As a child care provider, you may be hard-pressed to imagine a situation worse than your students vomiting all over the classroom after lunch. But if you're not careful, food-borne illnesses could make this nightmare a reality - and leave you with a huge mess to clean up to boot.
But these sicknesses can be more than just an inconvenience. In some cases, they can be deadly. According to the Centers for Disease Control and Prevention, food-borne illnesses - or food poisoning - are responsible for 3,000 deaths a year in the U.S.
In child care, it's important to take precautionary steps to avoid the risk of food-borne illness and protect the health of your students.
What is a food-borne illness?
A food-borne illness is a sickness that is spread by a chemical or germ that contaminates food. Examples that frequently make headlines include salmonella, listeria and E. coli, but according to the CDC, there are currently 31 pathogens known to cause these illness.
According to Mayo Clinic, common symptoms of these sicknesses include nausea, vomiting, fever, watery diarrhea, abdominal cramps, and pain. While these signs may start within hours of eating the contaminated food, they may also take days or even weeks to appear. Symptoms can last anywhere from a few hours to several days.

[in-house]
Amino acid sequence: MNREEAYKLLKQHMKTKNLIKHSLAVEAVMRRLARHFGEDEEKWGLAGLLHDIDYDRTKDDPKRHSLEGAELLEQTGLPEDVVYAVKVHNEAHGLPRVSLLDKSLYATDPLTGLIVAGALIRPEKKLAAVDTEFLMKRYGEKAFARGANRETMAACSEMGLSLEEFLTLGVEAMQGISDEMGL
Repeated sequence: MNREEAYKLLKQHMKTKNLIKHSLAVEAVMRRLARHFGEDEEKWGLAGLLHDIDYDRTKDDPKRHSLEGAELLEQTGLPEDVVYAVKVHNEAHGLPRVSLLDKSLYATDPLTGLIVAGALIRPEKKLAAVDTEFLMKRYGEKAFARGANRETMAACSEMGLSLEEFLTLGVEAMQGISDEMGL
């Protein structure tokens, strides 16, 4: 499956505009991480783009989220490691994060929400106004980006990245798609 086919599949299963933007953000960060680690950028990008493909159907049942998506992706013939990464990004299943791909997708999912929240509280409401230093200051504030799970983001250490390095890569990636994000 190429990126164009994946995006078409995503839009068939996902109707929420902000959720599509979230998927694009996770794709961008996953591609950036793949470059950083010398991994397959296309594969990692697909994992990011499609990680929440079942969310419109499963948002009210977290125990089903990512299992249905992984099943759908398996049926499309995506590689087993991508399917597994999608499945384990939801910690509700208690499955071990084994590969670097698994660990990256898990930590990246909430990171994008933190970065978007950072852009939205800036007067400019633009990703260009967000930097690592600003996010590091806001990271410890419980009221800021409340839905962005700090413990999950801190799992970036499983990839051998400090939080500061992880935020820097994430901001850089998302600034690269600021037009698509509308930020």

Foods can become unsafe in a variety of ways. They can be contaminated at some point in the manufacturing process before you buy them or later when you handle or cook them in your program. In the child care setting, your students may also bring contaminated products from home. These illnesses are then spread when children eat the food, or come in contact with the germs through unwashed hands, sneezes or other sources of cross-contamination from their fellow students.
Raw meats are a common culprit of food-borne illnesses.
Food-borne illnesses in the classroom
There are a number of steps you can take in your classroom to prevent the spread of food-borne illnesses. Those include:
- Washing hands: Be intentional about washing your hands with soap and hot water, especially before and after handling food. Ensure that your kids also follow proper hand-washing procedure.
- Sanitizing objects: Wipe down countertops and other shared spaces, including toys that young children may put in their mouths.
- Monitoring bathrooms: Make sure that any messes in the bathroom are cleaned up properly as soon as possible and sanitize the area after diaper changes.
- Avoiding cross-contamination: If you cook raw meat, be sure to wash any utensils or surfaces before they are used again.
- Cooking food properly: If you are serving food that needs to be cooked, such as raw meat, check that it's heated through properly.
- Keeping food cool: Keep perishable foods refrigerated at the proper temperature.
To learn more about creating a safe classroom, consider enrolling in the ProSolutions Training online course Preventing Food-borne Illnesses in Child Care Settings.